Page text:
A military manual, said to have been smuggled out of North Korea, reveals Pyongyang’s concern about electronic warfare technology used by the United States and South Korea. The document also indicates North Korea’s military uses radar-absorbing paint and other stealth tactics to conceal its weapons.
Analysts studying the purported North Korean manual say Pyongyang has taken a variety of measures to redress the overwhelming military disadvantage it would face if war breaks out on the Korean peninsula. Though there is no way to be absolutely certain about the authenticity of the manual, South Korean and U.S. officials who have seen it consider the document to be genuine.
A long-time analyst of North Korea and its military, Daniel Pinkston of the International Crisis Group in Seoul, examined the document at VOA’s request.
He called it significant, saying "As far as their planning, their preparations, I think there's some useful information to take from this document."
The five-year-old handbook gives instructions on how to make radar-absorbing paint to help conceal jets, warships and tanks. It also explains how to fabricate decoys, pave bogus runways and deceive the enemy by having stationary units mimic the characteristics of those on the move. Such tactics have long been used by Western militaries.
Pinkston, a former U.S. Air Force analyst on North Korea, says the classified manual was likely distributed to commanders and other high-level military specialists concerned with electronic warfare.
"This is maybe a little bit surprising but there's a clear awareness early on in the document about the importance of electronics, communications systems, information, computers and how it affects command and control. There's a recognition if your command and control is impaired, then it has a serious impact on your ability to conduct military operations,” he said.
News of the document was first reported by the Chosun Ilbo. The Seoul newspaper quoted a South Korean intelligence expert as saying the North’s stealth tactics are more extensive than expected.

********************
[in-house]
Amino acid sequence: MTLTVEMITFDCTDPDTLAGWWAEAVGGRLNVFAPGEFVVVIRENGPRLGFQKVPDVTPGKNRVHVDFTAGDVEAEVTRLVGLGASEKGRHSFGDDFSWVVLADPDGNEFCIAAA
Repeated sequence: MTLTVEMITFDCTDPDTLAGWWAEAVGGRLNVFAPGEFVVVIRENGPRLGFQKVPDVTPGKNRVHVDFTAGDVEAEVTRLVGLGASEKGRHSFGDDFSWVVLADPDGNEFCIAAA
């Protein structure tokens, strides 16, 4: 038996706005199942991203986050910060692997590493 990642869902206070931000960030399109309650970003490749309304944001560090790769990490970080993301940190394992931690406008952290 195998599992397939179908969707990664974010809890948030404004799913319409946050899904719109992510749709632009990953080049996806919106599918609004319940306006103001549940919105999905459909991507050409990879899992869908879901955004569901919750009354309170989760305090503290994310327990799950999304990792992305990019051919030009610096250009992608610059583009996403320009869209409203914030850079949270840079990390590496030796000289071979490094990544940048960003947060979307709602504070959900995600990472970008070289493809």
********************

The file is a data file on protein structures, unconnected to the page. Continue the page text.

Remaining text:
North and South Korea remain technically at war, since they never signed a peace treaty at the end of the Korean War in 1953. North Korea has more than a million troops, most of them based close to the Demilitarized Zone dividing the peninsula. South Korea has about 600,000 active duty troops, and the United States bases about 28,000 soldiers in the South.
While the North has more soldiers, military analysts say they are underequipped and their weapons are mostly old and outdated, especially compared with the high-technology arms of the U.S. and South Korea. The North, however, is suspected of having both biological and chemical weapons, and says it is building nuclear weapons as well.
VOA News obtained 48 of the document’s 80 pages from the Caleb Mission.
The small Christian organization, in the city of Cheonan, assists North Korean defectors. Its pastor, Kim Sung-eun, says his contacts in the reclusive communist state are willing to risk their lives and those of their families to get these kinds of documents out of North Korea.
The pastor says he is able to obtain some of Pyongyang’s military secrets because influential people in North Korea are working with his group.
The mission, by smuggling in and out of the country cameras resembling pens, also obtains clandestine video of life in North Korea, including at outdoor food markets. They provide a rare glimpse into current conditions inside the impoverished country.
North Korea tightly controls where the few outside visitor permitted into the country may go and what they can photograph or videotape.